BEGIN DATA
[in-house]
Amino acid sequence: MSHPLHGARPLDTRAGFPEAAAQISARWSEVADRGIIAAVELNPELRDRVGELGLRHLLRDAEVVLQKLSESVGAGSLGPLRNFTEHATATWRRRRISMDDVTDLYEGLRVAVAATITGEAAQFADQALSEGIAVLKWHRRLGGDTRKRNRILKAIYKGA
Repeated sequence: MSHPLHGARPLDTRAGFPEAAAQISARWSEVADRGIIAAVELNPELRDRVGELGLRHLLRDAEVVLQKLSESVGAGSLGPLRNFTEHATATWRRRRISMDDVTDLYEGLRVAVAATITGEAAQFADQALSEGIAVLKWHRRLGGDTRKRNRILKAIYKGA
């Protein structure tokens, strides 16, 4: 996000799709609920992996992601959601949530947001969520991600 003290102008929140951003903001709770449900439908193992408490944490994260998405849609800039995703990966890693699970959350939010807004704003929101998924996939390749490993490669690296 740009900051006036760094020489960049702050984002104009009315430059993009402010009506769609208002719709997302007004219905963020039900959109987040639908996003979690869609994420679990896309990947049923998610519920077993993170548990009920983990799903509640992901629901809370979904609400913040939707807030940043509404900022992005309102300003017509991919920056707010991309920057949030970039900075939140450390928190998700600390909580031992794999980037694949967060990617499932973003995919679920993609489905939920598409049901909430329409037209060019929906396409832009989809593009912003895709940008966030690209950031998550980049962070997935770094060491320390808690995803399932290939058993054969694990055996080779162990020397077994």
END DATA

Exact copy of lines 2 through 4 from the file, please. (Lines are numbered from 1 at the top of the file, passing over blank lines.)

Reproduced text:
Amino acid sequence: MSHPLHGARPLDTRAGFPEAAAQISARWSEVADRGIIAAVELNPELRDRVGELGLRHLLRDAEVVLQKLSESVGAGSLGPLRNFTEHATATWRRRRISMDDVTDLYEGLRVAVAATITGEAAQFADQALSEGIAVLKWHRRLGGDTRKRNRILKAIYKGA
Repeated sequence: MSHPLHGARPLDTRAGFPEAAAQISARWSEVADRGIIAAVELNPELRDRVGELGLRHLLRDAEVVLQKLSESVGAGSLGPLRNFTEHATATWRRRRISMDDVTDLYEGLRVAVAATITGEAAQFADQALSEGIAVLKWHRRLGGDTRKRNRILKAIYKGA
């Protein structure tokens, strides 16, 4: 996000799709609920992996992601959601949530947001969520991600 003290102008929140951003903001709770449900439908193992408490944490994260998405849609800039995703990966890693699970959350939010807004704003929101998924996939390749490993490669690296 740009900051006036760094020489960049702050984002104009009315430059993009402010009506769609208002719709997302007004219905963020039900959109987040639908996003979690869609994420679990896309990947049923998610519920077993993170548990009920983990799903509640992901629901809370979904609400913040939707807030940043509404900022992005309102300003017509991919920056707010991309920057949030970039900075939140450390928190998700600390909580031992794999980037694949967060990617499932973003995919679920993609489905939920598409049901909430329409037209060019929906396409832009989809593009912003895709940008966030690209950031998550980049962070997935770094060491320390808690995803399932290939058993054969694990055996080779162990020397077994």